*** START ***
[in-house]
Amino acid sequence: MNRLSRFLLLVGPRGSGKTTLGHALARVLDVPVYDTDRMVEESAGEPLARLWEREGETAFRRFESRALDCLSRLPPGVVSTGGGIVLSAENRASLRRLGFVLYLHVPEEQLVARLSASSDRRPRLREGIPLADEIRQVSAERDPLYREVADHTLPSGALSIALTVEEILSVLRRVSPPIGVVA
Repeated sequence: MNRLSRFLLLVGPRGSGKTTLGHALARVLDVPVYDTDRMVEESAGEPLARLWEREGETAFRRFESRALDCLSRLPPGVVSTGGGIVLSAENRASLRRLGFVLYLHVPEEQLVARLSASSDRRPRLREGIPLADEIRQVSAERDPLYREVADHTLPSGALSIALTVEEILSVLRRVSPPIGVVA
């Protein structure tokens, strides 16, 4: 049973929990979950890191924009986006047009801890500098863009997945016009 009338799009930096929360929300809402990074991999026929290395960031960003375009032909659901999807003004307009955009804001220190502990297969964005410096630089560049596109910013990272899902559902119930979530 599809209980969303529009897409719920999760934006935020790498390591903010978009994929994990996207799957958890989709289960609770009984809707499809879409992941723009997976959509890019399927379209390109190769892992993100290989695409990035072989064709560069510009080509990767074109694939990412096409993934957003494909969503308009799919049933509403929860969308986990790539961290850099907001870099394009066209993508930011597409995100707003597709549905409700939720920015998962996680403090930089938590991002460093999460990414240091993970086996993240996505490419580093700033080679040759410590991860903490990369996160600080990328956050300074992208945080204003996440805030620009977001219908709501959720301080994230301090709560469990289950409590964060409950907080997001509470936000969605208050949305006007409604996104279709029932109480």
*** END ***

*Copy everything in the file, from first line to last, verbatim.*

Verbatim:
[in-house]
Amino acid sequence: MNRLSRFLLLVGPRGSGKTTLGHALARVLDVPVYDTDRMVEESAGEPLARLWEREGETAFRRFESRALDCLSRLPPGVVSTGGGIVLSAENRASLRRLGFVLYLHVPEEQLVARLSASSDRRPRLREGIPLADEIRQVSAERDPLYREVADHTLPSGALSIALTVEEILSVLRRVSPPIGVVA
Repeated sequence: MNRLSRFLLLVGPRGSGKTTLGHALARVLDVPVYDTDRMVEESAGEPLARLWEREGETAFRRFESRALDCLSRLPPGVVSTGGGIVLSAENRASLRRLGFVLYLHVPEEQLVARLSASSDRRPRLREGIPLADEIRQVSAERDPLYREVADHTLPSGALSIALTVEEILSVLRRVSPPIGVVA
């Protein structure tokens, strides 16, 4: 049973929990979950890191924009986006047009801890500098863009997945016009 009338799009930096929360929300809402990074991999026929290395960031960003375009032909659901999807003004307009955009804001220190502990297969964005410096630089560049596109910013990272899902559902119930979530 599809209980969303529009897409719920999760934006935020790498390591903010978009994929994990996207799957958890989709289960609770009984809707499809879409992941723009997976959509890019399927379209390109190769892992993100290989695409990035072989064709560069510009080509990767074109694939990412096409993934957003494909969503308009799919049933509403929860969308986990790539961290850099907001870099394009066209993508930011597409995100707003597709549905409700939720920015998962996680403090930089938590991002460093999460990414240091993970086996993240996505490419580093700033080679040759410590991860903490990369996160600080990328956050300074992208945080204003996440805030620009977001219908709501959720301080994230301090709560469990289950409590964060409950907080997001509470936000969605208050949305006007409604996104279709029932109480």